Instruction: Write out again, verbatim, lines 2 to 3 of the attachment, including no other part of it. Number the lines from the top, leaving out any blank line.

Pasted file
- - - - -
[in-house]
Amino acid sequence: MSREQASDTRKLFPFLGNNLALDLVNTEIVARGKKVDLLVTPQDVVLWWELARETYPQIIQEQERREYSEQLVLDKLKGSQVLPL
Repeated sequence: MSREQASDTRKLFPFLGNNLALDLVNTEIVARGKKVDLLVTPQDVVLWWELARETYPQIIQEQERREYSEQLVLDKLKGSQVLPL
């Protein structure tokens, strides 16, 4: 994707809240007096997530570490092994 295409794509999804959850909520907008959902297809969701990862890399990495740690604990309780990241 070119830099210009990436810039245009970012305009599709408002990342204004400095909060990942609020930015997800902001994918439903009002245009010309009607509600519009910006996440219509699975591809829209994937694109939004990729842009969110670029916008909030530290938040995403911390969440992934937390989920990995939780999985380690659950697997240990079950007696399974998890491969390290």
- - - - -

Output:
Amino acid sequence: MSREQASDTRKLFPFLGNNLALDLVNTEIVARGKKVDLLVTPQDVVLWWELARETYPQIIQEQERREYSEQLVLDKLKGSQVLPL
Repeated sequence: MSREQASDTRKLFPFLGNNLALDLVNTEIVARGKKVDLLVTPQDVVLWWELARETYPQIIQEQERREYSEQLVLDKLKGSQVLPL